A Mother Finds Hope After the Loss of Her Son

Photo of Dylan Meiring posing in a football uniform
Dylan Meiring | Photo courtesy of Monroe News

Michigan has more annual opioid prescriptions written than residents. In 2017, there were 2,033 deaths caused by overdoses involving opioids in Michigan. Deaths involving heroin, increased from 263 to 783 deaths over a 5-year period.

Monroe has been taken by this epidemic, being identified as a county in need of additional resources. In 2018, a doctor from Monroe was arrested for health care fraud, charged with illegal distribution of prescription drugs, and accused of prescribing more narcotics than any other doctor in the state.

“The loss of life and the impact to families and friends cannot be measured,” said Lt Moore from the Monroe Area Narcotics Team. The strain on first responders, medical professionals and prevention and treatment groups has been overwhelming.”

Dede Meiring, from Monroe, is a parent who has lost a child to this epidemic. Everyday Dede wakes hoping to her from her son. “It’s heartbreaking, I still wait for that phone call or text, but it doesn’t happen,” Dede said. Her son Dylan Meiring, a resident of Monroe and a former student at Airport High School, only 20 years old, passed away on Jan 30, 2018, from an apparent overdose.

Dede realized her son’s addiction when he was a sophomore in high school. She noticed changes in him, becoming very short tempered. He went to a party without her permission, and she confiscated his phone as punishment. She found messages stating he had been taking Adderall, buying it from another student at the school. “I had this fear every day that he was taking pills, which would lead to an even bigger fear: Heroin,” she said. Dylan entered therapy for the first time. “We thought we had it under control, but he would go from extreme highs to lows,” Dede stated.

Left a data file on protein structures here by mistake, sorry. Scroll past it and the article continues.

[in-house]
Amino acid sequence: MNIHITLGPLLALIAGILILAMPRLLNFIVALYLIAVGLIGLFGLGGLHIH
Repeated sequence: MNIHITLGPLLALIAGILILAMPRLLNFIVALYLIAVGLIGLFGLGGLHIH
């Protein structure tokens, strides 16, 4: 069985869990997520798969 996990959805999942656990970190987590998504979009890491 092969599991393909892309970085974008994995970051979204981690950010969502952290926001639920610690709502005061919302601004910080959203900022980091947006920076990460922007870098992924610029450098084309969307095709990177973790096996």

“Football made him feel like he was somebody, that he had something to offer,” Dede said. Dylan was a standout on the field, receiving All Region and All State honors. He carried the ball 520 times, rushing for 2,942 yards, and scoring 26 touchdowns. “We were his biggest fans; he could always look over and see everybody was there.” When football ended, Dylan’s addiction become excessive. “He wasn’t sure who he was without it, he felt it defined him,” Dede said. His addition was now Xanax and Norco, which led him to even harder drugs. “I will never forget the first time he told me he used heroin and methamphetamine. I was in complete shock and just started crying,” Dede said. “When he crossed that line, I knew it was going to be a lifelong battle. I knew this is what life was going to be.”

Three more times Dylan entered rehab and relapse. Until, sliding into a ditch in December, realizing he was high and in possession of drugs, and terrified the police would show up. He begged his mother Dede, to help him get back into rehab. On his fourth time, Dylan completed rehab and stayed clean for 43 days, but two weeks after being discharged, he relapsed on January 30, passing from an overdose.

Dede has dedicated herself to educate young people about addiction. “The thing is, even when Dylan was in recovery, he was always trying to help others,” Dede said. “He knew he was struggling, but instead of helping himself he would try to help everybody. I know in my heart that’s something he would want me to continue.”

With her son’s need to help others, Dede formed Dylan’s Mission, to help connect with youths and teens, helping them to understand how the result of one bad decision can impact your life. “That’s where my heart is, they’re our future, and the future isn’t looking to good now,” She said. “There are many recovery groups in Monroe, but none focus on the prevention side of it.

She has received nothing but support from school officials. Dede has placed posters inside junior high and high schools throughout Monroe County, each one with a picture of Dylan in his old high school football uniform, saying “Just Say No”. She plans to sponsor addiction treatment for people needing help and has set up a scholarship in Dylan’s name. Dede knows Dylan would be proud that she’s fighting in his honor. “Just because he is gone doesn’t mean I have to stop fighting,” she said. “It’s given me a bigger reason to fight.”

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